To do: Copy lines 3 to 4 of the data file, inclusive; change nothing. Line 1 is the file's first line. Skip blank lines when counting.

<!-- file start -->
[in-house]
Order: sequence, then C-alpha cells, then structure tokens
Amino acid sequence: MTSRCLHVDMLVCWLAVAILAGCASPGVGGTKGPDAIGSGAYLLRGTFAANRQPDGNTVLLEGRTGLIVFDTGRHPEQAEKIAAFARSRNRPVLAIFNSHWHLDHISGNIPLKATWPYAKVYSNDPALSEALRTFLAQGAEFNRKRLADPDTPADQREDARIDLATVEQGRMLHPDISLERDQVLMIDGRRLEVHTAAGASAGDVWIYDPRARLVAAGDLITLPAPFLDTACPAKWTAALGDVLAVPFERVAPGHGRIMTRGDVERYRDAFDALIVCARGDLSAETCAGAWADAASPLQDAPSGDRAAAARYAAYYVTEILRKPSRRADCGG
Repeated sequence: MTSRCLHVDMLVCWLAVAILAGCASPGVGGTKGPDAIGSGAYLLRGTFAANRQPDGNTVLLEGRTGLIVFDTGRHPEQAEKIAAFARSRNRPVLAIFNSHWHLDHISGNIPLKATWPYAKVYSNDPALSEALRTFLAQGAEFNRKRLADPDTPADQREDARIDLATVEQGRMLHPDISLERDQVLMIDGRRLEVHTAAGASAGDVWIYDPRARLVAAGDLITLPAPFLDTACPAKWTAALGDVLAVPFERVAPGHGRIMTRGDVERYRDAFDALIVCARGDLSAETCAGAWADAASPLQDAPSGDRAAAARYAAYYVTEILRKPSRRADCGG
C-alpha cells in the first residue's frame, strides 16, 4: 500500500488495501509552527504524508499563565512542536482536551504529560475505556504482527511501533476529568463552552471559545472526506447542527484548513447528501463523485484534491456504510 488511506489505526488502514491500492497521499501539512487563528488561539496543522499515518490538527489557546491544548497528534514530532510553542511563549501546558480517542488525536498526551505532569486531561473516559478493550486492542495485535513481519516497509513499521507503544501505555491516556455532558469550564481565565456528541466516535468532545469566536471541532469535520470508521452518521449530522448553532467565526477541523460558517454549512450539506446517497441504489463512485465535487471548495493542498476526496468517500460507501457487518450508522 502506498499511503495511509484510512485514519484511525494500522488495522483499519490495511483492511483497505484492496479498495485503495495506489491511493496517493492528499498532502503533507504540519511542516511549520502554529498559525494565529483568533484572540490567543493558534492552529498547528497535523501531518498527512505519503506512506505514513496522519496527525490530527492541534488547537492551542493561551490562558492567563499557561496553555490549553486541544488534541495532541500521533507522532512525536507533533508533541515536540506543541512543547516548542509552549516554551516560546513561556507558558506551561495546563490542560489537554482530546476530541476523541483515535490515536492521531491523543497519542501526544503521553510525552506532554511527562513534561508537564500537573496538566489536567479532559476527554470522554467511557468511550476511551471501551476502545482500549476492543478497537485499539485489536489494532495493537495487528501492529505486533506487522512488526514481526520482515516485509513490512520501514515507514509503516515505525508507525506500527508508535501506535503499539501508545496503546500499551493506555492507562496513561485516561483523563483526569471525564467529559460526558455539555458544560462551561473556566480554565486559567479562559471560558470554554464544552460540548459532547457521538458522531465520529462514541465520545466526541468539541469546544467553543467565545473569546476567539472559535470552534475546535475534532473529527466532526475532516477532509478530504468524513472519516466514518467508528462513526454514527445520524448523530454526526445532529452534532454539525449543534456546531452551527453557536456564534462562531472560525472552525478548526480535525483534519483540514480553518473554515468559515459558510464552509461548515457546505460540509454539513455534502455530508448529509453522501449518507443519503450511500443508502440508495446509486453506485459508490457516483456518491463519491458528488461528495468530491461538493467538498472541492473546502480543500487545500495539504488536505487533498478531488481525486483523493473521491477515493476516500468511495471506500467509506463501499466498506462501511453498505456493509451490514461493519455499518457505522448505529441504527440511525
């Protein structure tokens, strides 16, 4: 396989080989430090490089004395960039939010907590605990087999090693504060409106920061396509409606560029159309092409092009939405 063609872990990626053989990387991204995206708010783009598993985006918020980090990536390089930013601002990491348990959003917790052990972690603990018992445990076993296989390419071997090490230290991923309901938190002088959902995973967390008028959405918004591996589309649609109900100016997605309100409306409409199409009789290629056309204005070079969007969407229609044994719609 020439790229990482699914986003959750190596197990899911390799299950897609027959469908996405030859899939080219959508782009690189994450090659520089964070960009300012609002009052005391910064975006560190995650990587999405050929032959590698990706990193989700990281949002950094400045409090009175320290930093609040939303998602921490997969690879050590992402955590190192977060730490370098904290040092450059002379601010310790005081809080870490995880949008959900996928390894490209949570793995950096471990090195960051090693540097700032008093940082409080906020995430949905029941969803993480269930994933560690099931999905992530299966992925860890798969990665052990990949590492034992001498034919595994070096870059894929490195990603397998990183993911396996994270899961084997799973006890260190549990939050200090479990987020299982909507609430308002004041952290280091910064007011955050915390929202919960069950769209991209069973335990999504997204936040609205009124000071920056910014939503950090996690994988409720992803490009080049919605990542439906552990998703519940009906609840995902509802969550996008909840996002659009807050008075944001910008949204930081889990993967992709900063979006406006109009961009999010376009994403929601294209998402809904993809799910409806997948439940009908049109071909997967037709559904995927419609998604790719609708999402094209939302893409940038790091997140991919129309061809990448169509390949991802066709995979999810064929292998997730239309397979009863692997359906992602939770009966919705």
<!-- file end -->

Amino acid sequence: MTSRCLHVDMLVCWLAVAILAGCASPGVGGTKGPDAIGSGAYLLRGTFAANRQPDGNTVLLEGRTGLIVFDTGRHPEQAEKIAAFARSRNRPVLAIFNSHWHLDHISGNIPLKATWPYAKVYSNDPALSEALRTFLAQGAEFNRKRLADPDTPADQREDARIDLATVEQGRMLHPDISLERDQVLMIDGRRLEVHTAAGASAGDVWIYDPRARLVAAGDLITLPAPFLDTACPAKWTAALGDVLAVPFERVAPGHGRIMTRGDVERYRDAFDALIVCARGDLSAETCAGAWADAASPLQDAPSGDRAAAARYAAYYVTEILRKPSRRADCGG
Repeated sequence: MTSRCLHVDMLVCWLAVAILAGCASPGVGGTKGPDAIGSGAYLLRGTFAANRQPDGNTVLLEGRTGLIVFDTGRHPEQAEKIAAFARSRNRPVLAIFNSHWHLDHISGNIPLKATWPYAKVYSNDPALSEALRTFLAQGAEFNRKRLADPDTPADQREDARIDLATVEQGRMLHPDISLERDQVLMIDGRRLEVHTAAGASAGDVWIYDPRARLVAAGDLITLPAPFLDTACPAKWTAALGDVLAVPFERVAPGHGRIMTRGDVERYRDAFDALIVCARGDLSAETCAGAWADAASPLQDAPSGDRAAAARYAAYYVTEILRKPSRRADCGG